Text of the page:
Offset Your Emission – What Does It Mean?

How do I offset my emissions?

Emissions are those gases, often called greenhouse gases, that are produced when fossil fuels are burned. When you drive your car, get on an airplane, or use extra electricity, you are contributing to the production of greenhouse gases. There are ways to offset this usage. Continue reading

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How to Reduce the Carbon Footprint of Your Car

Car Footprint

Carbon Footprint of Your Car1. Maintain your car

Keeping your car in top working order makes it work more efficiently, thereby keeping emissions and gas usage at a minimum. Some things to keep in mind when taking your car in for maintenance are: Continue reading

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How To Measure and Reduce Your Carbon Footprint

If you’re serious about becoming more eco-friendly and living a greener life, then one of the things you may want to check out is your carbon footprint. Your carbon footprint, as defined by carbonfootprint.com is “a measure of the impact our activities have on the environment.”  It is specific to the amount of greenhouse gases your day to day activities create. Here’s how to measure your carbon footprint.

Primary and Secondary Footprints

While your carbon footprint is a measurement of all greenhouse gases you produce, there are actually two measurements you can take a look at.

Your primary footprint – This is a measure of your emissions based on your direct usage. For example, if you drive your car to the grocery store, you’re using fuel and having a direct impact on the greenhouse gasses you’re emitting. You have control over your primary footprint – you could walk or ride your bike to the store or make one trip a week rather than two or three.

Your secondary footprint – is a measure of the indirect CO2 emissions from the products you use. For example, if you buy produce grown locally that will have fewer emissions than produce that was grown halfway around the globe and transported to your local market.

Calculating Your Carbon Footprint

There are several online tools you can use to calculate your carbon footprint. As you work your way through these tools they’ll ask questions like:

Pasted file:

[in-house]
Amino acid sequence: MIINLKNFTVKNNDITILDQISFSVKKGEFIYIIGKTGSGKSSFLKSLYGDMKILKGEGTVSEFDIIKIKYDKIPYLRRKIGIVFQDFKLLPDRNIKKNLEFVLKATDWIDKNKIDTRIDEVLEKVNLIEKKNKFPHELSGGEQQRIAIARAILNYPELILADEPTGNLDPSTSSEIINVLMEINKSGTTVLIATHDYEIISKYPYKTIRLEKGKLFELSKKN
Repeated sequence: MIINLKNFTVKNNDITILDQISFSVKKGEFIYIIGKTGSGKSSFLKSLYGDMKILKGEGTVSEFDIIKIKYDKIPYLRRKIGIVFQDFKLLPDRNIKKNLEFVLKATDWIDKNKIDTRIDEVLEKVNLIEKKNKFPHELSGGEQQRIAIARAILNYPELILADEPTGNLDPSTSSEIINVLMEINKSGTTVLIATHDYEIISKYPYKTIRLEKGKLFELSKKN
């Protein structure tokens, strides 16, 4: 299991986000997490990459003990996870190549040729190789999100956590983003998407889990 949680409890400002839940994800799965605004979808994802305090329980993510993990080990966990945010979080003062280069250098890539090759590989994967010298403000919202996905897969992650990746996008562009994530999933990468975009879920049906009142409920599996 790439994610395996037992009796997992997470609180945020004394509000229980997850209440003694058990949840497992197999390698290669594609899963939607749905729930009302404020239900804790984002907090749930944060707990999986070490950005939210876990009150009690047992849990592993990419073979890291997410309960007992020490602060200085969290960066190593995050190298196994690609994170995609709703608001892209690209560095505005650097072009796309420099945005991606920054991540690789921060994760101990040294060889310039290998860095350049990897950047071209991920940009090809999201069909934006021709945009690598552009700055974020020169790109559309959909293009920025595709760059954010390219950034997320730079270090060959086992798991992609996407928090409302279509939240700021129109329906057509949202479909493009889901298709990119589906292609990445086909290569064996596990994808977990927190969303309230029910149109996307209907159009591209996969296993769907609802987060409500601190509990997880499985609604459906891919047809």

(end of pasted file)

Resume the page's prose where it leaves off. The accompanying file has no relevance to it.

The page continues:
* How many people are in your family?
* What type of home do you live in?
* What state do you live in?
* How many bedrooms do you have?
* How much do you spend on electricity each month?
* How much do you spend on gas each month?
* How much do you drive and what kind of car?
* How often do you fly?
* How often do you eat organic food?
* How often do you eat meat?
* Do you recycle?
* Do you compost?

Your Results

Your results will be given in tons as in tons of carbon dioxide emitted each year. To provide some insight, the United States annual average is 110 tons per year for a four person household. The global average for the same four person household is 22 tons per year. As you can see, the US emits a lot of greenhouse gases!

Reducing Your Carbon Footprint

A lot of what you can do to reduce your primary and secondary emissions are things you’re already familiar with:
* Carpool
* Walk when you can instead of driving
* Cut back on your home heating and cooling bill
* Turn off lights and electronics when you’re not using them
* Use cold water to wash things instead of hot
* Buy energy star appliances
* Buy local produce
* Recycle
* Travel less

Consider making it a goal, once you know your carbon footprint, to reduce it. Hitting the global average is surely a significant goal if you’re like the average US household! 

Keep Going Green!
Lynne

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